Why we don’t need to decode “the world’s most mysterious book.”
Medieval manuscripts are survivors—of Viking raids, of damp and decay—but even with delicate, fragile pages and binding, many of them remain luminous, their vellum illuminated in gold and silver, embellished with vegetal and animistic imagery, and sketched through with the marginalia of generations of owners. Even editions made from common calfskin can inspire the same awe as the upper reaches of cathedrals.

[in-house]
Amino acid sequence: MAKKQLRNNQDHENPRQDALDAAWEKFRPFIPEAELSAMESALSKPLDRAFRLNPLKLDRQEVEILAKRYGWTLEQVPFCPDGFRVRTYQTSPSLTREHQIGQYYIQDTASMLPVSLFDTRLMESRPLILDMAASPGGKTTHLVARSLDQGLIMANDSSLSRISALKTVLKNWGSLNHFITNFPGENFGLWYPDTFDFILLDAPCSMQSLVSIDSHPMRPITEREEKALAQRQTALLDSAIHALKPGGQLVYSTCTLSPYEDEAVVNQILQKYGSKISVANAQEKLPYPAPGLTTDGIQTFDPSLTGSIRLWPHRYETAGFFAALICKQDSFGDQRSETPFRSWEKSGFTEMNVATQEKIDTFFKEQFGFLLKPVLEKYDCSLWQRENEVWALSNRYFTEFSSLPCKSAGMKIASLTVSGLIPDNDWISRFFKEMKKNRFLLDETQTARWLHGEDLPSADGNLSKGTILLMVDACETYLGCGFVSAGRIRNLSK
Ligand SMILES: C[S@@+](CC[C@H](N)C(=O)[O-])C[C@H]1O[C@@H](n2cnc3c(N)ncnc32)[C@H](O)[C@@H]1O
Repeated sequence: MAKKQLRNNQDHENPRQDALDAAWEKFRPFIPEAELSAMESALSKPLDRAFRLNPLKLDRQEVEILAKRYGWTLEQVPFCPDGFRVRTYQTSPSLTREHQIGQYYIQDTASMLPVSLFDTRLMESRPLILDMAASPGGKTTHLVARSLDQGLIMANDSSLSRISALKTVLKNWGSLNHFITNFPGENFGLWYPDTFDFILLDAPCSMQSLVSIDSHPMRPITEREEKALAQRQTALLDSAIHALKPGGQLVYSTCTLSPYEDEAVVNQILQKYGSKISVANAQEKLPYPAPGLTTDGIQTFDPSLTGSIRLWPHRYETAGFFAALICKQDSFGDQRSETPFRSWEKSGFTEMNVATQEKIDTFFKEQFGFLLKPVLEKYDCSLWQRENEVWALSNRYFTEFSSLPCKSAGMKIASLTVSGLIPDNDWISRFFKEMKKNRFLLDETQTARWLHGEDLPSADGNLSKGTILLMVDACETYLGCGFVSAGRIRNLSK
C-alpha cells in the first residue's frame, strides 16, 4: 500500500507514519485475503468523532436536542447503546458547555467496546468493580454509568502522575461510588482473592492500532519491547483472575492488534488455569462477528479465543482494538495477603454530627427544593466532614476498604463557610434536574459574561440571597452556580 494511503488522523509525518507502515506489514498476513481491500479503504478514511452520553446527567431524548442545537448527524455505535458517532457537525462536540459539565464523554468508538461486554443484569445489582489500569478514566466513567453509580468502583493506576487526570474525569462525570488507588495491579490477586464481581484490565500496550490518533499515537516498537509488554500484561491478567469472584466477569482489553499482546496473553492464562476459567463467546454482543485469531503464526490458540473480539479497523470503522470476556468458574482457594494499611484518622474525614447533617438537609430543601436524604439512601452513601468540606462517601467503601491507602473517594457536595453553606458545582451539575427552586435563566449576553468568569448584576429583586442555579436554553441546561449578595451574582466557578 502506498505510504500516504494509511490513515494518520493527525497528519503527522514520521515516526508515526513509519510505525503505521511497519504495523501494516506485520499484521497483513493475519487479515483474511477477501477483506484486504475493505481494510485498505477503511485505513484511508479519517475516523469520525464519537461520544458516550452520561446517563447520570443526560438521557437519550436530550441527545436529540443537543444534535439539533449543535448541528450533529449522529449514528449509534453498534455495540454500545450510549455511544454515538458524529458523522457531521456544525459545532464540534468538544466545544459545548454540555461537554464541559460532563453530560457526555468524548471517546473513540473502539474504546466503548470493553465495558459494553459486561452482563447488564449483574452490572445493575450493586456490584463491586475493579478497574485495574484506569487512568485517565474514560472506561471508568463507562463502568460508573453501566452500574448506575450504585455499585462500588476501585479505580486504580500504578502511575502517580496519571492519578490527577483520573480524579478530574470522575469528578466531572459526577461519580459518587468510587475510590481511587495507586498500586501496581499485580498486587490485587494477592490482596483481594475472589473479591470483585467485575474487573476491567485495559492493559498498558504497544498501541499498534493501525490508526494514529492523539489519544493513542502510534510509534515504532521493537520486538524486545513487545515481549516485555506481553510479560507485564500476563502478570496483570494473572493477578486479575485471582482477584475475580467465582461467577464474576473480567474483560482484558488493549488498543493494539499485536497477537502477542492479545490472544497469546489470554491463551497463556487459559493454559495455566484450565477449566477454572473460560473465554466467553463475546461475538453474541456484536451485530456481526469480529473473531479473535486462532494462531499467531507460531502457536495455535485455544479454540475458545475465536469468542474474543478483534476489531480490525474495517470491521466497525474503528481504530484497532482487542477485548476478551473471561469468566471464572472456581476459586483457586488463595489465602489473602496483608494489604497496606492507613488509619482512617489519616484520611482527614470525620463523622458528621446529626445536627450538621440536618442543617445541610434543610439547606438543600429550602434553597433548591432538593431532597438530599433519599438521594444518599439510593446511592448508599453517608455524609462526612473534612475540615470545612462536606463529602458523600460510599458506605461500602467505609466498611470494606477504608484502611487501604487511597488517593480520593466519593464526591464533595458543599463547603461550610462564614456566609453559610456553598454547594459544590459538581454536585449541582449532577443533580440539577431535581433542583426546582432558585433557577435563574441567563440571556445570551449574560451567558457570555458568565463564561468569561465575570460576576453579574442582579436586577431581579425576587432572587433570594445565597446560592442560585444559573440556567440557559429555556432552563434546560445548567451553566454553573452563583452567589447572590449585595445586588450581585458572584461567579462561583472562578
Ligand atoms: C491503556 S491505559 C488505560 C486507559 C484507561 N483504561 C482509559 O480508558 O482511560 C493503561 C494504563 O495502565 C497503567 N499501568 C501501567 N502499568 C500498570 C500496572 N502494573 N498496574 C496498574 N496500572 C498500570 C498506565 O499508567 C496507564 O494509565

The Voynich Manuscript, an early fifteenth-century volume housed in Yale’s Beinecke library, looks at first like any such edition, with its loopy text and colorful illustrations. Yet as soon as you try reading the book, it resists. There’s no author, no title. It isn’t written in a foreign language; rather, this language is totally unknown. And while the illustrations appear to be plants or stars or baths, in fact they have no analogue in the known world. It’s as outside of genre as dancer Vaslav Nijinsky’s diary, and indeed it’s hard to shake the feeling that it was composed by someone descending into madness. Scholars have tried to decode it for centuries. Some have suggested it was written by the philosopher Roger Bacon, while others insist it must have been bestowed on humanity by aliens. More cynical thinkers believe that the manuscript is a hoax, probably created by medieval charlatans. But no matter how hard people search for answers, the book refuses to yield meaning—it’s totally incomprehensible. Read More